The opening stanza sets the tone for the poem, with its description of the woman's beauty and grace:

Bonie wee thing, cannie wee thing,
Lovely wee thing, wert thou mine,
I wad wear thee in my bosom,
Lest my jewel it should tine.

The use of the diminutive ("wee") emphasizes the woman's smallness and delicacy, but also suggests a sense of protectiveness on the speaker's part. He wants to keep her close to him, to cherish her as his own personal treasure.

This theme of possession and ownership is a recurring one throughout the poem. The speaker refers to the woman as "mine" several times, and he speaks of his desire to have her all to himself:

I would love thee, I would court thee,
I would be thy slave a while,
And had I but one fond kiss,
Bonie wee thing, I wad die.

Here, the speaker is willing to do anything to win the woman's affection, even to the point of sacrificing his own life. This is a common trope in romantic literature, but it is also a reflection of the speaker's desperation and vulnerability. He knows that love is fleeting, and that he may never have another chance to express his feelings.

The theme of loss is also present in the poem, particularly in the final stanza:

Sae farewell, my bonie wee thing,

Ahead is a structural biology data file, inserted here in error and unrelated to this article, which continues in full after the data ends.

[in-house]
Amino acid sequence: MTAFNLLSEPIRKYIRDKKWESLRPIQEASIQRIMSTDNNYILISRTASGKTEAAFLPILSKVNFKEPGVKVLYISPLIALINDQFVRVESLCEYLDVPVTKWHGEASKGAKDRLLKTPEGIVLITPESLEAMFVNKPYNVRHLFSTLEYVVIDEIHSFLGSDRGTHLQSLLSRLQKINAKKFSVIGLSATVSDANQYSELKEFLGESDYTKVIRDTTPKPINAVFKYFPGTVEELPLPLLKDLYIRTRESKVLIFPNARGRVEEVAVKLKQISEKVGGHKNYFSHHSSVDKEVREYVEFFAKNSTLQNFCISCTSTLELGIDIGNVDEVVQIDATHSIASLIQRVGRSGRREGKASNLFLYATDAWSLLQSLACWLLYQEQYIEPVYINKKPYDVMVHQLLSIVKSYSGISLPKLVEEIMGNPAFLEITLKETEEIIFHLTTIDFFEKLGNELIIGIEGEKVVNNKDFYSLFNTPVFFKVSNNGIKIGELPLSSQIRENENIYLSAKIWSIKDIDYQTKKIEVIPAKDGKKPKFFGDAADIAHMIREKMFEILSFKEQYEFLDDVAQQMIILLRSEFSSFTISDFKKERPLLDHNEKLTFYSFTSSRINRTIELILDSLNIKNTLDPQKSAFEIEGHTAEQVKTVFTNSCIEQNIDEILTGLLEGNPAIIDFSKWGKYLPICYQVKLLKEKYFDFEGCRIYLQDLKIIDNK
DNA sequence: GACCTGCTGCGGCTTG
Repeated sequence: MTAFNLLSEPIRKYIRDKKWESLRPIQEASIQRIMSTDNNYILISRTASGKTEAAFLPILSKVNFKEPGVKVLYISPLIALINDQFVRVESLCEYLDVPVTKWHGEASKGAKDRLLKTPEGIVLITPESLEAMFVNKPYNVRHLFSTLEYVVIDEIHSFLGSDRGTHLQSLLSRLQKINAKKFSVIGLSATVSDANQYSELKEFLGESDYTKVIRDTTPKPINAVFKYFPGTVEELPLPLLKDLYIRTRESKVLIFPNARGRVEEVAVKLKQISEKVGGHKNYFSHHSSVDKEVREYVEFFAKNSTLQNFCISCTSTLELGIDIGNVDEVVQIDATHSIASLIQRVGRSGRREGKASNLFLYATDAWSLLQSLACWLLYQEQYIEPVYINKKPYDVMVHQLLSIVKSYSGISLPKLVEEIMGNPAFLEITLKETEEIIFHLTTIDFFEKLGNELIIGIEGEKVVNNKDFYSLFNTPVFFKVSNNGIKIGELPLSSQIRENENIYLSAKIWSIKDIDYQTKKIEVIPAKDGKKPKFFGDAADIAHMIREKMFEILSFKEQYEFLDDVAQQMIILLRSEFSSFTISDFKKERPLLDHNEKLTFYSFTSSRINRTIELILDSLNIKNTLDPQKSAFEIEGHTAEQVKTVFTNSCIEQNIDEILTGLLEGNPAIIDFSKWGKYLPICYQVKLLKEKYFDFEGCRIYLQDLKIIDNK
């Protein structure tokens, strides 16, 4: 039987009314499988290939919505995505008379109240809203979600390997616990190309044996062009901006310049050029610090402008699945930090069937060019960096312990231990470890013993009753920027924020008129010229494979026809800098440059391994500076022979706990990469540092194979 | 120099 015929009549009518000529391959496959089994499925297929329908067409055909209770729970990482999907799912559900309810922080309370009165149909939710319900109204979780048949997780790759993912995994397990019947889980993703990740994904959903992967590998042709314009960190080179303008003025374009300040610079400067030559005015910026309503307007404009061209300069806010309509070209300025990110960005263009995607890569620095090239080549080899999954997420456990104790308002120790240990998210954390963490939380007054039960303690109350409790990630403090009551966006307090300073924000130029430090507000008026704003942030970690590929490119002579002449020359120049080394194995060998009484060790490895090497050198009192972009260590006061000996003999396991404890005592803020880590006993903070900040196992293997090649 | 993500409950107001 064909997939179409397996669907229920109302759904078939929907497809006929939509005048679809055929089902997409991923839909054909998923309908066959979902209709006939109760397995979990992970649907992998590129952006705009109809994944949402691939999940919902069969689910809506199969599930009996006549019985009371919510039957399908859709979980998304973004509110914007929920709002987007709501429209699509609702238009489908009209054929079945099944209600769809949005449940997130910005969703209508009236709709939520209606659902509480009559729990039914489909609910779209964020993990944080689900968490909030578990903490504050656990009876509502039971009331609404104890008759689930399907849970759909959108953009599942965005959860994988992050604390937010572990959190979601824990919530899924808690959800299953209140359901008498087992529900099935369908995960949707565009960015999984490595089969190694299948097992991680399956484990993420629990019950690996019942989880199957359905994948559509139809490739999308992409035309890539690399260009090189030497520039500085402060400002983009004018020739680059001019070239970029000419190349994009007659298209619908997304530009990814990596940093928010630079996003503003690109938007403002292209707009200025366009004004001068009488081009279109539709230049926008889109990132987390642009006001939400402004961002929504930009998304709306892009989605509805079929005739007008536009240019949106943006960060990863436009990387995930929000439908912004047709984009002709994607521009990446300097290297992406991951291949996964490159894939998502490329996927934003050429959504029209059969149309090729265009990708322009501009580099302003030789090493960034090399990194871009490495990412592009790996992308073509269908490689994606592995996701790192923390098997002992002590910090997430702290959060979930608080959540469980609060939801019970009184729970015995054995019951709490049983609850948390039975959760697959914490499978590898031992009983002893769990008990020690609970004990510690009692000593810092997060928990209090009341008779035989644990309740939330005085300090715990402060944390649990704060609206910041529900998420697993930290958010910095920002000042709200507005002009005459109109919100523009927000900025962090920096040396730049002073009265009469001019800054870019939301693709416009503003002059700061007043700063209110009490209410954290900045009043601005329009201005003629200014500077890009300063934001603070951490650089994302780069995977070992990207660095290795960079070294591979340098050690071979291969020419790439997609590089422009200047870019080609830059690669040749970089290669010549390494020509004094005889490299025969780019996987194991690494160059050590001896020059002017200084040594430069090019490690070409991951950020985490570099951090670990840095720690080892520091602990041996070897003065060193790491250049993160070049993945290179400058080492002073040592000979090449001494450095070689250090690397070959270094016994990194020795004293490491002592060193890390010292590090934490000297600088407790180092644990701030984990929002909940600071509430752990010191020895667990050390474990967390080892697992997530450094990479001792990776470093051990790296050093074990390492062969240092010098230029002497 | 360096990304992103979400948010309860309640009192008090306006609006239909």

Ere I from thee depart;
But since life's path has brought us here,
It meets us but to part.

Here, the speaker acknowledges that their time together is finite, and that they must eventually part ways. This sense of inevitability adds a bittersweet note to the poem, as the reader realizes that the speaker's love may be doomed from the start.


One of the most striking aspects of "Bonie Wee Thing" is its use of vivid and evocative imagery. Burns was a master at describing the natural world, and he uses this skill to great effect in the poem.

The opening stanza, for example, is full of images of beauty and grace:

Thou art sweet as the smile when fond lovers meet,
And soft as their parting tear;
Thou art the joy of all my days,
And the comfort of my night.

Here, the woman is compared to the smile of lovers, which suggests a sense of happiness and contentment. But she is also compared to a tear, which implies a sense of sadness and loss. The speaker's emotions are complex and contradictory, and the imagery reflects this.

Another notable image in the poem is that of the jewel:

I wad wear thee in my bosom,